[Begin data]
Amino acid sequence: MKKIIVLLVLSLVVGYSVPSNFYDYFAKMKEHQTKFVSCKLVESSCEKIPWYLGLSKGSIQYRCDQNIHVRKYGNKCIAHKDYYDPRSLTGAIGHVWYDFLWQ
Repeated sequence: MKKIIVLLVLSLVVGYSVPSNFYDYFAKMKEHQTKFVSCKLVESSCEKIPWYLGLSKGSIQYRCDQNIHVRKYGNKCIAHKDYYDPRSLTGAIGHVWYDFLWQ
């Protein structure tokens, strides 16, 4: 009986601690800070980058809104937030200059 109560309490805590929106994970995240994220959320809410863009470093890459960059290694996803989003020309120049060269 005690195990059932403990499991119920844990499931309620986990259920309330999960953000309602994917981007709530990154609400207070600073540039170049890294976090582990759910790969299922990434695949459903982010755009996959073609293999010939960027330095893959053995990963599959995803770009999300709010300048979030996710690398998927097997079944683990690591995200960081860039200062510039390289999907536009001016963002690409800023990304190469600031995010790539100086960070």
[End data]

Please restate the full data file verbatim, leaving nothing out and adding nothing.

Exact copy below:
Amino acid sequence: MKKIIVLLVLSLVVGYSVPSNFYDYFAKMKEHQTKFVSCKLVESSCEKIPWYLGLSKGSIQYRCDQNIHVRKYGNKCIAHKDYYDPRSLTGAIGHVWYDFLWQ
Repeated sequence: MKKIIVLLVLSLVVGYSVPSNFYDYFAKMKEHQTKFVSCKLVESSCEKIPWYLGLSKGSIQYRCDQNIHVRKYGNKCIAHKDYYDPRSLTGAIGHVWYDFLWQ
């Protein structure tokens, strides 16, 4: 009986601690800070980058809104937030200059 109560309490805590929106994970995240994220959320809410863009470093890459960059290694996803989003020309120049060269 005690195990059932403990499991119920844990499931309620986990259920309330999960953000309602994917981007709530990154609400207070600073540039170049890294976090582990759910790969299922990434695949459903982010755009996959073609293999010939960027330095893959053995990963599959995803770009999300709010300048979030996710690398998927097997079944683990690591995200960081860039200062510039390289999907536009001016963002690409800023990304190469600031995010790539100086960070």